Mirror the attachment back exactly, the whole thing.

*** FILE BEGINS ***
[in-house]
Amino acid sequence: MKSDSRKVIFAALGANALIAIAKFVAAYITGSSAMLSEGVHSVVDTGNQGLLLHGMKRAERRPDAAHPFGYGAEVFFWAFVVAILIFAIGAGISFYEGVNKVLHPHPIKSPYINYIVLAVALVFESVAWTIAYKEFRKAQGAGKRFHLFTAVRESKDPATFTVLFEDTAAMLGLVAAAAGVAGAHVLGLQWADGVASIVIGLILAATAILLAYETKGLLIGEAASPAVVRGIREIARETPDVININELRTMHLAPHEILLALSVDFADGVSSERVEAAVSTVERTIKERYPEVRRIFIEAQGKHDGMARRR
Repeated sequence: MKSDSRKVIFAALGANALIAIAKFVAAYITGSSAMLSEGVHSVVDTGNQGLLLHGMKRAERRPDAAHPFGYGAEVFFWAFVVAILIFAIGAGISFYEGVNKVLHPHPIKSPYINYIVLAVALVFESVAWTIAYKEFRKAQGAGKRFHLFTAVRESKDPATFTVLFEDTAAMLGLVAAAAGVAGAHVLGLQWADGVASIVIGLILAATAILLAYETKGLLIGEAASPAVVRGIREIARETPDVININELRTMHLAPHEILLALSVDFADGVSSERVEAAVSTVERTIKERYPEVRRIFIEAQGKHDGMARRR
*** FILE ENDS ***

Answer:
[in-house]
Amino acid sequence: MKSDSRKVIFAALGANALIAIAKFVAAYITGSSAMLSEGVHSVVDTGNQGLLLHGMKRAERRPDAAHPFGYGAEVFFWAFVVAILIFAIGAGISFYEGVNKVLHPHPIKSPYINYIVLAVALVFESVAWTIAYKEFRKAQGAGKRFHLFTAVRESKDPATFTVLFEDTAAMLGLVAAAAGVAGAHVLGLQWADGVASIVIGLILAATAILLAYETKGLLIGEAASPAVVRGIREIARETPDVININELRTMHLAPHEILLALSVDFADGVSSERVEAAVSTVERTIKERYPEVRRIFIEAQGKHDGMARRR
Repeated sequence: MKSDSRKVIFAALGANALIAIAKFVAAYITGSSAMLSEGVHSVVDTGNQGLLLHGMKRAERRPDAAHPFGYGAEVFFWAFVVAILIFAIGAGISFYEGVNKVLHPHPIKSPYINYIVLAVALVFESVAWTIAYKEFRKAQGAGKRFHLFTAVRESKDPATFTVLFEDTAAMLGLVAAAAGVAGAHVLGLQWADGVASIVIGLILAATAILLAYETKGLLIGEAASPAVVRGIREIARETPDVININELRTMHLAPHEILLALSVDFADGVSSERVEAAVSTVERTIKERYPEVRRIFIEAQGKHDGMARRR